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WARNER v. ORANGE CTY. DEPT. OF PROBATION

December 14, 1994

ROBERT WARNER, Plaintiff, against ORANGE COUNTY DEPARTMENT OF PROBATION, Defendant.

GERARD L. GOETTEL, U.S.D.J.


The opinion of the court was delivered by: GERARD L. GOETTEL

GOETTEL, D. J.:

 This action was brought by plaintiff Robert Warner to obtain declaratory and compensatory relief on his claim that the Orange County, New York Department of Probation coerced him into attending Alcoholics Anonymous meetings in violation of the United States Constitution's First Amendment Establishment of Religion Clause. *fn1" Previously, we denied defendant's motion to dismiss. See Warner v. Orange County Dep't of Probation, 827 F. Supp. 261 (S.D.N.Y. 1993). A one day bench trial was held on May 25, 1994 in White Plains, New York. The following are the Court's findings of fact and conclusions of law.

 I. Findings of Fact

 On November 13, 1990, plaintiff pleaded guilty to aggravated unlicensed operation of a motor vehicle in the second degree, a violation of N.Y. Vehicle and Traffic Law § 511(2), and Driving While Ability Impaired, a violation of N.Y. Vehicle Traffic Law § 1192(1). This was plaintiff's third alcohol-related driving offense within a period of slightly more than one year. Plaintiff was sentenced by Judge David L. Levinson of the Justice Court of the Town of Woodbury, Orange County, New York, to three years probation. There were six "Additional Conditions of Probation Pertaining To Alcohol." The fifth condition is the important one for this case: "That you will attend Alcoholics Anonymous at the direction of your Probation Officer."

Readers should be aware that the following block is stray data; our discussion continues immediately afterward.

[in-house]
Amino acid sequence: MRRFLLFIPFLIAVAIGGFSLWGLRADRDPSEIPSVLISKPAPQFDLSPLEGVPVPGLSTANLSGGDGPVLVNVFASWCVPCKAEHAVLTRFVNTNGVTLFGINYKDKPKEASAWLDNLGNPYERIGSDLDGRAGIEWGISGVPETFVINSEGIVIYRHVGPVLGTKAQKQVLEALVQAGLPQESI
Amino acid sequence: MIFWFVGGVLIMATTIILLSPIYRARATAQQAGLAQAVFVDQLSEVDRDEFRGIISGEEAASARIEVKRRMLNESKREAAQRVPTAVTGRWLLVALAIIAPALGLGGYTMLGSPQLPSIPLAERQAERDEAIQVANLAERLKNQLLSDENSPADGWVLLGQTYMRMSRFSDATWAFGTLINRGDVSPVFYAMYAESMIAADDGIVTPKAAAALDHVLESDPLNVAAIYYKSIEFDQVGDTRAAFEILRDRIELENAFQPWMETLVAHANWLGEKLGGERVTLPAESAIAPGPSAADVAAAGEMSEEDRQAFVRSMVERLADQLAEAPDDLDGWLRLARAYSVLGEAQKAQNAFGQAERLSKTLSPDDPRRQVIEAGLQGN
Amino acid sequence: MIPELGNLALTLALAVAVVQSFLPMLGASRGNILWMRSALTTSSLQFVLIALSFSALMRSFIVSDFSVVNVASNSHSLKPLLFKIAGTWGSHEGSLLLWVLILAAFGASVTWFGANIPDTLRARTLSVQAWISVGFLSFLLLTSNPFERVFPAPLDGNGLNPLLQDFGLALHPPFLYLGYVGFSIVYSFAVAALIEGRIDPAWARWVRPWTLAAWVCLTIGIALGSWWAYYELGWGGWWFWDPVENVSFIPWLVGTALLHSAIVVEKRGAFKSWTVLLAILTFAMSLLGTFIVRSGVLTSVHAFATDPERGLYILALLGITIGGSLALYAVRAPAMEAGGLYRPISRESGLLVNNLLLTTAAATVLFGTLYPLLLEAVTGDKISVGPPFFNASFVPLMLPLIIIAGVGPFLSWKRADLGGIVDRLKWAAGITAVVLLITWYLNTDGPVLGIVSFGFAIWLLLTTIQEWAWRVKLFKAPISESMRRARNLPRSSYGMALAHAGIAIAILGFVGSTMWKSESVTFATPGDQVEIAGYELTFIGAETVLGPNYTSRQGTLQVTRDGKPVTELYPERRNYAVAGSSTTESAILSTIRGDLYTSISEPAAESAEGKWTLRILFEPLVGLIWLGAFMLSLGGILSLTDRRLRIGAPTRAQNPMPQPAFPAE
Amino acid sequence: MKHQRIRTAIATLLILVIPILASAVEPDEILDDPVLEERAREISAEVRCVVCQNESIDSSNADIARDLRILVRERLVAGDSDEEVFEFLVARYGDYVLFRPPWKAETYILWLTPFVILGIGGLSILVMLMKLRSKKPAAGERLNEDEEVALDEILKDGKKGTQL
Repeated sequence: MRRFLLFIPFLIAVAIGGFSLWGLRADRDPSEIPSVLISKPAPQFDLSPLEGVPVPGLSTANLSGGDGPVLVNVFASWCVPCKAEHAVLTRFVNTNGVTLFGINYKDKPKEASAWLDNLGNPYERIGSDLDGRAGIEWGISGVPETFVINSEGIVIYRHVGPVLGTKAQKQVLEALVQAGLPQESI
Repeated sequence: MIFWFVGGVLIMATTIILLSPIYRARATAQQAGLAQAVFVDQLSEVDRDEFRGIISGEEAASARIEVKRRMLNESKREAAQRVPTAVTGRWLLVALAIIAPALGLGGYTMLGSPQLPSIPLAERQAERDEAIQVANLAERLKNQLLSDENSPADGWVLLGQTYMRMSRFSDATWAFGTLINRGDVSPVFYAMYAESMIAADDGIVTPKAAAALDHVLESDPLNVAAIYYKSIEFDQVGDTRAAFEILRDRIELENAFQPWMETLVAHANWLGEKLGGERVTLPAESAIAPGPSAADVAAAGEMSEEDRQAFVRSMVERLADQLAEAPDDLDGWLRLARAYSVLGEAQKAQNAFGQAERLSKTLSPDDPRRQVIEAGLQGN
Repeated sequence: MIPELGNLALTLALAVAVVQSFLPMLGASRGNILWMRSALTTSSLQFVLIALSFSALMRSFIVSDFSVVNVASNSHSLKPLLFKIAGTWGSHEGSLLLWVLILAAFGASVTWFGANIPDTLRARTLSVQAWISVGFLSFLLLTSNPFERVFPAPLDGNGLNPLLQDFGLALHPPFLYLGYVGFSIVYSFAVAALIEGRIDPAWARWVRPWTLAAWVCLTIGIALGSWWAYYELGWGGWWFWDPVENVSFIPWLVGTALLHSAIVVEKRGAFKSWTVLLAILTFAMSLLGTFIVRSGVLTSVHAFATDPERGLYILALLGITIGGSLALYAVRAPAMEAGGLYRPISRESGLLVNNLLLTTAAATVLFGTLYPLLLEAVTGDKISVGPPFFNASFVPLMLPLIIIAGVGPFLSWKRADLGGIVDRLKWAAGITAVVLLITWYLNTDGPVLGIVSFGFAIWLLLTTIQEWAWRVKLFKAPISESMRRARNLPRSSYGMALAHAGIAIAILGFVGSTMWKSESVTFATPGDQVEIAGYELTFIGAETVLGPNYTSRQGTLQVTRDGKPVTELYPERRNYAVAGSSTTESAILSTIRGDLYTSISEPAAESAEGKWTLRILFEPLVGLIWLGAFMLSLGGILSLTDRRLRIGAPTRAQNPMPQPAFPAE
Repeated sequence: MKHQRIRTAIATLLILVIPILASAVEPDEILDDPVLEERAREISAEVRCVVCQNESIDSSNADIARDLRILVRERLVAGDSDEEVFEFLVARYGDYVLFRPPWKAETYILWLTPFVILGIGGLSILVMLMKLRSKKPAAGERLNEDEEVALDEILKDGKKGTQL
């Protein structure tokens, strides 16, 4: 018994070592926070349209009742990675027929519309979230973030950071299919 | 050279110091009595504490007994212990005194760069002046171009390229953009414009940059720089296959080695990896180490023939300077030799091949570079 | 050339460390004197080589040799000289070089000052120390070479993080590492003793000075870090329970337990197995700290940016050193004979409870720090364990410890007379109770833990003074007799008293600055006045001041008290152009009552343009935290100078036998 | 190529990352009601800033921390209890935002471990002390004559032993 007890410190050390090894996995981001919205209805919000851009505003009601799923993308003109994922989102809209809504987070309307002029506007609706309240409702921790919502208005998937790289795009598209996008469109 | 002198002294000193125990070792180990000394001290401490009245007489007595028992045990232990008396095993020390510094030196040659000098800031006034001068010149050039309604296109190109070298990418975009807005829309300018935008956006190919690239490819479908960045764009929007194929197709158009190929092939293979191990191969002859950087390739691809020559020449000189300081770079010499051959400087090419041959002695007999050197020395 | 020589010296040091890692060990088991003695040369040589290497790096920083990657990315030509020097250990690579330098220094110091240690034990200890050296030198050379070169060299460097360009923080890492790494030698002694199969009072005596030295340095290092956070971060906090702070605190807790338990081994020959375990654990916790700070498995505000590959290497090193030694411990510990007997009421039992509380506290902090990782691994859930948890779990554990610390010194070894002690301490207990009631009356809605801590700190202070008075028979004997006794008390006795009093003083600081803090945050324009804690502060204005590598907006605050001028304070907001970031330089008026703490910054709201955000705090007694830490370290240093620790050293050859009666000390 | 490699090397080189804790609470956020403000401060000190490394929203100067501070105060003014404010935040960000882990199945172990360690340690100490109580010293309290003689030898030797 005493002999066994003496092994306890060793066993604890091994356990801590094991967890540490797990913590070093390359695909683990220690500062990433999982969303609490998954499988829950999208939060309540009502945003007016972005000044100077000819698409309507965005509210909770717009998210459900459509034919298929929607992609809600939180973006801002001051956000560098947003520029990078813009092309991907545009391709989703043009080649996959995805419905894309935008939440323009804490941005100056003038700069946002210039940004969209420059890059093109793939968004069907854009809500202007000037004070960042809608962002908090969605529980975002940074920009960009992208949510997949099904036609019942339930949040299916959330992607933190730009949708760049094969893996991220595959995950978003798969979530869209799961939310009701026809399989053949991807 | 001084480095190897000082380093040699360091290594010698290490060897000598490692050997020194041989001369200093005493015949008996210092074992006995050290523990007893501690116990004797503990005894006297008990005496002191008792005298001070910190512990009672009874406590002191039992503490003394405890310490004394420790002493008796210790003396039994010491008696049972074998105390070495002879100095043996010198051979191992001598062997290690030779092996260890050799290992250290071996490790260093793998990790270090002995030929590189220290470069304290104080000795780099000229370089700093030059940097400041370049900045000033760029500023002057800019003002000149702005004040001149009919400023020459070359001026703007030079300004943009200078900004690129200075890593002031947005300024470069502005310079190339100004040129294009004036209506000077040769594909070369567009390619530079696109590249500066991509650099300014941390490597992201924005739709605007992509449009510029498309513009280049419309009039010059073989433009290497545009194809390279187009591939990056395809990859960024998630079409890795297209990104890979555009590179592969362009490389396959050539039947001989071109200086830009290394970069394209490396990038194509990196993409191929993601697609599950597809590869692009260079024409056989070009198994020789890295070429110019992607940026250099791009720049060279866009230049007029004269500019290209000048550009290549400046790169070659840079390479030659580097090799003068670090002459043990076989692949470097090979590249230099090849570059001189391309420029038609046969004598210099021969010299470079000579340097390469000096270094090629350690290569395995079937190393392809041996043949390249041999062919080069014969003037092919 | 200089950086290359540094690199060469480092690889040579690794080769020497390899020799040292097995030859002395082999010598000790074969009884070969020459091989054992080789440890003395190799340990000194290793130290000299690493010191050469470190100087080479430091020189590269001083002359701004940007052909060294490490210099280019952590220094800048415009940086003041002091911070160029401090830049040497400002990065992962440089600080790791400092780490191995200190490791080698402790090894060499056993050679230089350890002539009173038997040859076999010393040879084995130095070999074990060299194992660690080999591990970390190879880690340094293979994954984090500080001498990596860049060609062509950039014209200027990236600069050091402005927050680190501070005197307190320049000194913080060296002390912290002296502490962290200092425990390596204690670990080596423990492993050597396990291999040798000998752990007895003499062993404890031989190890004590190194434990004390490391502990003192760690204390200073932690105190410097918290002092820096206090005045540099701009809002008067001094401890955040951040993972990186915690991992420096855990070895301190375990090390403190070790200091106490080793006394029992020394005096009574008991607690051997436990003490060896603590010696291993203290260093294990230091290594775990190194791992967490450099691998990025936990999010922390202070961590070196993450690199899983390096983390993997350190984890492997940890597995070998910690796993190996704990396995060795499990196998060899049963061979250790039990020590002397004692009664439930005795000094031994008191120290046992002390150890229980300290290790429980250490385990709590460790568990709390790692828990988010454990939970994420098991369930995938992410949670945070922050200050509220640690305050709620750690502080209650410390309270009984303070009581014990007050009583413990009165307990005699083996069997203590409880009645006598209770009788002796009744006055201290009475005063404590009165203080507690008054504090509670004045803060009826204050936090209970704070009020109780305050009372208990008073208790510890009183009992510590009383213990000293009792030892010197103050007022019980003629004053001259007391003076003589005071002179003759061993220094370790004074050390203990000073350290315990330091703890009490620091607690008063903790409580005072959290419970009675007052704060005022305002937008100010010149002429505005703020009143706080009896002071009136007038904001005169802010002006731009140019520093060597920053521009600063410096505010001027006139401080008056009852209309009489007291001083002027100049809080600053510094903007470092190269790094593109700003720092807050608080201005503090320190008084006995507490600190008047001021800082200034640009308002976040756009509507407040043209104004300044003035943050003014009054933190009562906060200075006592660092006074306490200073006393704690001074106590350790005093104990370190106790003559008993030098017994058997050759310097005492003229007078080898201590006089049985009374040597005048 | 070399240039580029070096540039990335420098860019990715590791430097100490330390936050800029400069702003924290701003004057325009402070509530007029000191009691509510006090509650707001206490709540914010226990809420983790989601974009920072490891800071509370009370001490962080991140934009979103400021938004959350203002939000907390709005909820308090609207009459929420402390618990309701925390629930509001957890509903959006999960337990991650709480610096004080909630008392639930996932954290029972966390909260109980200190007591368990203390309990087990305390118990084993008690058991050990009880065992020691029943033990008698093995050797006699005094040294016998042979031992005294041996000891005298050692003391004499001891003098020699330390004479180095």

Alcoholics Anonymous ("A.A.") is a worldwide organization that has been helping men and women recover from alcoholism since the 1930s. Our inquiry into A.A. is not concerned with the effectiveness of the program (which we have no reason to doubt), but rather with whether the A.A. program as plaintiff experienced it was essentially religious in nature.

 The plaintiff attended A.A. meetings in Monroe, New York under the direction of his probation officer, Neal Terwilliger, from November 1990 through September 1992. On January 23, 1991 plaintiff, who is an atheist, complained to Terwilliger about what he perceived as the religious nature of the A.A. meetings he had attended. Terwilliger was not inclined to excuse plaintiff on this ground - he told plaintiff to continue attending the meetings, and to focus on how A.A. could help him with his abuse of alcohol.

 The centerpiece of the A.A. program, as plaintiff experienced it, was the Twelve Steps of Alcoholics Anonymous. The Twelve Steps are the essential statement of the A.A. program. The plaintiff was specifically directed by Terwilliger to attend step meetings, each of which would focus on how to "work" a particular step. The Twelve Steps are as follows:

 
1. We admitted we were powerless over alcohol - that our lives had become unmanageable.
 
3. Made a decision to turn our will and our lives over to the care of God as we understood Him.
 
4. Made a searching and fearless moral inventory of ourselves.
 
5. Admitted to God, to ourselves and to another human being the exact ...

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